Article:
6 Footprints and 10 Issues That Can Get Your Blog Deindexed

LAST UPDATE: March 2019

Since the large majority of daily deindexations we see on our platform would be easily avoided by following basic rules for PBNs, we’re thinking it’s a good time to refresh that knowledge.

I categorized everything into two sections – footprints and issues. Footprints are something that can get your blogs deindexed immediately. Issues are something that raises flags and might cause deindexation if there’s more of them.

PBN Footprints


Outbound link patterns. The easiest way to get your blogs deindexed – link from all your PBN blogs to all your money sites and never have any other links.

Whois information. Make sure to not use the same email or physical address on all your domains.

Unique plugins and themes. Don’t use the same combination of plugins on all your blogs. Don’t use the same custom theme on all your blogs.

Make sure your blog loads. You wouldn’t believe how many deindexations there are because of a broken theme and/or misconfigured plugin.

404 redirects to homepage. High number of 301 redirects to homepage from 404 pages will definitely cause deindexation. It does depend on the (crawler) traffic to those 404 pages but we highly recommend rebuilding subpages instead of redirecting.

Google Webmaster Tools, Analytics, Adsense or any other analytics and ad codes. This leaves a very obvious unique code on all your blogs, easily connecting them to one owner.



Themes and plugins with different view for GoogleBot user agent. Google knows the standard response from WordPress themes and plugins. This is explicitly forbidden by Google so avoid it.

Registering domains. Use common registrars, don’t use privacy on more than 20% of all your blogs, don’t buy all domains on the same days or from the same marketplace (if auctions).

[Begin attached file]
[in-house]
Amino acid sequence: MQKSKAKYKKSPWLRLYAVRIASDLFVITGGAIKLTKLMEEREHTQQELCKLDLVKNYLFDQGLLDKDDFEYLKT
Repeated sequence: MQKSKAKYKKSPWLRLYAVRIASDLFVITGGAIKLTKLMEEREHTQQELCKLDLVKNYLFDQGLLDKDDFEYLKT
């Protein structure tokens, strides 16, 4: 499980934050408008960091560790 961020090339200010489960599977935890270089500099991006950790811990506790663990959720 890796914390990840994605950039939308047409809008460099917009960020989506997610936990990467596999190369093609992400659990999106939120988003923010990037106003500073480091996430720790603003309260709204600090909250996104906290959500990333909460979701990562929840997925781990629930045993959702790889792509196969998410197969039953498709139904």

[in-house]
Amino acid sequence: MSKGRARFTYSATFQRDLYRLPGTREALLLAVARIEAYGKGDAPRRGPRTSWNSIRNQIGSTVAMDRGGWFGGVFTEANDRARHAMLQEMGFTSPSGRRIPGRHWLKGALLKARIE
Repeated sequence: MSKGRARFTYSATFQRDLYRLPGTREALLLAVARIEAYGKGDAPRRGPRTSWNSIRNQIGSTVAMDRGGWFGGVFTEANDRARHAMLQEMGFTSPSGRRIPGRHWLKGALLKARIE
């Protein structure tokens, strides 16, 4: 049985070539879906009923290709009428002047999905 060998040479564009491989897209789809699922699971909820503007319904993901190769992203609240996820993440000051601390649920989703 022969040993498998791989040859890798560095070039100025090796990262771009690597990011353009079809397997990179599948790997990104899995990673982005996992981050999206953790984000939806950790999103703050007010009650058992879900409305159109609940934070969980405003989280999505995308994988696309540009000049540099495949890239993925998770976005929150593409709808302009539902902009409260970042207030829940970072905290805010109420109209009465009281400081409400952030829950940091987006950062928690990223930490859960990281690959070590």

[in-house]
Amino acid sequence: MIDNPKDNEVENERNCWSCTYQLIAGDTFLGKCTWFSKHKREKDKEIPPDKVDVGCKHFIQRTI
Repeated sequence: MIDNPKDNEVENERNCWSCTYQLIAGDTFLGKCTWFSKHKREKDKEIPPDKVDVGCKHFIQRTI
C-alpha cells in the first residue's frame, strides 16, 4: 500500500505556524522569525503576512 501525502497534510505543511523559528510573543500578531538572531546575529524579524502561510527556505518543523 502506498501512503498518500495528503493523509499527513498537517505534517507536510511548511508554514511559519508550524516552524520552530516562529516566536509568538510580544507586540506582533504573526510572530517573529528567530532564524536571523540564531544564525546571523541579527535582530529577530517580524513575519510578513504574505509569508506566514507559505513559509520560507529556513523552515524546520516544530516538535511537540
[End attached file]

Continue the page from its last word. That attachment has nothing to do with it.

Using cheap hosting. Cheap hosting will cause issues with reliability, security and performance. If your blog gets hacked or is down when it gets crawled, it’s going to get deindexed very quickly.

No internal links. Like you see at the bottom of this blog post – link to other posts on your blog.

No social bookmarks, shares or links. Make sure to have at least a few Facebook likes and Retweets on each blog.

Posts only about commercial keywords. Don’t write articles just on commercial keywords you’re 9 . Make sure to have articles on broad topics.

Too few blog posts. Add at least 5 posts in the first week, then post weekly and later, after at least 20 published posts, you can post on a monthly basis.

Too plain blog posts. Don’t just post blocks of text but add images, videos and rich text (italic, bold, headings etc.). Most articles should have from 400 up to 1000 words.

No links to other websites. Not just authority websites but to relevant, small niche websites.

Obvious PBN blog. You know – nothing custom, just a random theme, 5 blocks of text, a few links and that’s it. Try to make someone look for at least 3 seconds before deciding if it’s a PBN blog or not.


These are currently the main footprints and issues we see when analyzing blogs on our platform. If new issues arise, we’ll be the first one to report them.

Additional reading:


  1. Excellent advice. I’m going to go make some adjustments with my analytics. How essential is it to have a diversity of contact info? I have all of mine with a P.O. Box since I want to NOT use my home information. I figured Google would know it was me no matter what.